Little Panes of Glass
The sick slips into everything. Doctors distribute masks. The children must be protected. A large collection of families relocate to their country estates. Water and medicine are in greater demand than ever. Eloise’s mother works nights and mornings, all day. Every patient must be helped, and every child is kept in a safe place. Ambulances scream at the hospitals. There are fevers to break, headaches, coughs, and a rash as red as a tomato. There might be, thinks Eloise, a cure to this madness.
In some moments, the days seem alive: loud, rough, each morning long and hectic. And yet everything imitates death as if the streets are dried-up rivers, depleted of life.
Stray cats walk the alleys of the east London neighborhood. The summer winds cool into autumn ones. The roads are soundless.
To shelter is to save lives.
Trains stop, stores close, and guards with shields strut down the streets. But Eloise’s health remains unscathed: no sore throat, no chills, no days spent in bed, just the shuttering of windows and the dullness of another day spent inside.
One story, two stories, three with windows into each. These little glass panes on the building across the street seem more entertaining than anything else Eloise has seen. On Christmas morning, the children on floor two smile at dolls and candy canes. By springtime, she memorizes the boy’s routine on floor three: porridge at seven, instruction from nine to three, and a candlelit dinner.
The floors of her flat collect dust with the stillness of life. Her mother walks to the hospital in blue gloves and a white cap.
Eloise sits on the floor and pens into a journal. When she writes, the lives of her neighbors come to life—resurrected from the hermits that she sees and imagines them on the cobblestone streets. They’re reading in the Kensington rose gardens and laughing in theaters. They chat with friends over tea and biscuits.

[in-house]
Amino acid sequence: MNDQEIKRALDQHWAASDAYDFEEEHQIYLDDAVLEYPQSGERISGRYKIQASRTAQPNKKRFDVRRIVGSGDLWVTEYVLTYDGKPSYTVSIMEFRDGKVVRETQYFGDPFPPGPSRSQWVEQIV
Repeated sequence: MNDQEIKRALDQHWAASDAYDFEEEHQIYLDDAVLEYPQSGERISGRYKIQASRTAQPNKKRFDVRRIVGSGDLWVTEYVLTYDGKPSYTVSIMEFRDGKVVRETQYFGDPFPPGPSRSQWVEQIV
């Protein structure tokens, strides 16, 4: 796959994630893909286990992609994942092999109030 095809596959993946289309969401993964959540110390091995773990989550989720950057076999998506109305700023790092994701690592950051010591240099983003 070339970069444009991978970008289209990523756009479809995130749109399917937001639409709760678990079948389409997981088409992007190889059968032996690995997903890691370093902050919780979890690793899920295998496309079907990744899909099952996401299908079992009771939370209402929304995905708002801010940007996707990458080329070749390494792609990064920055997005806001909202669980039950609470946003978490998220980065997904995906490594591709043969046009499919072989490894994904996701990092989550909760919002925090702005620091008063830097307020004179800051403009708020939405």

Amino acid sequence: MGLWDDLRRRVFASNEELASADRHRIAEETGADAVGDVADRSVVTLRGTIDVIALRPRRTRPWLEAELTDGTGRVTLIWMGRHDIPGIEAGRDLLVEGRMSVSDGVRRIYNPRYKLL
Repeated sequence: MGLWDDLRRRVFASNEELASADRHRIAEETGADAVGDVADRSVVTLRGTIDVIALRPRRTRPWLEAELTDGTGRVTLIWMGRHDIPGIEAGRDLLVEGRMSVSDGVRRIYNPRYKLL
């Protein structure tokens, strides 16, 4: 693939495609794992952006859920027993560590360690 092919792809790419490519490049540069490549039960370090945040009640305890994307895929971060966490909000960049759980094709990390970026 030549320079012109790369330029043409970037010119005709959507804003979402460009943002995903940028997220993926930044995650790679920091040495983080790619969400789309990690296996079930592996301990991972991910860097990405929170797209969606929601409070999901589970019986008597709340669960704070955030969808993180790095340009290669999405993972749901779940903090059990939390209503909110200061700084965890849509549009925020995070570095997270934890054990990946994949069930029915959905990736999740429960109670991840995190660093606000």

Someone on the television says, “It will be over soon,” but her mother shakes her head.
On the first day of spring, Eloise catches the boy in the window across the street with a piece of paper, a pen, and a keen look on his face. His smile lifts when she waves. Eloise writes about who she thinks he is when the days drag on, and nobody is strolling the sidewalks. He is a twelve-year-old, who is the same age as her, and loves flying kites and fossils.
Most days, he sits at the kitchen table, hunched over, lips tight in concentration. Now and then, he meets eyes with her, smiles, and folds over once more.
During those last days of the sick, penning stories about the souls around, Eloise thinks she can sense a gladness in the air. It always came from the building across the street, from those little panes of glass. As if all this time has been nothing more than a chance for her to see the raw truth.
On her thirteenth birthday, the quarantine is over, and the doors open. People shuffle out of their flats onto the streets, hesitant at first. They wander their block as if, for the first time, spying all the details of their building: the color of brick, the hardware, the shimmer of glass. The air is crisp and clean.
Eloise brings her journal and leaves her flat for the first time in months. She runs down the flight of stairs, out the entryway, into the street, and finds the boy from the little pane of glass with a stack of portraits.
“I wrote you stories,” she says.
“I drew your face.”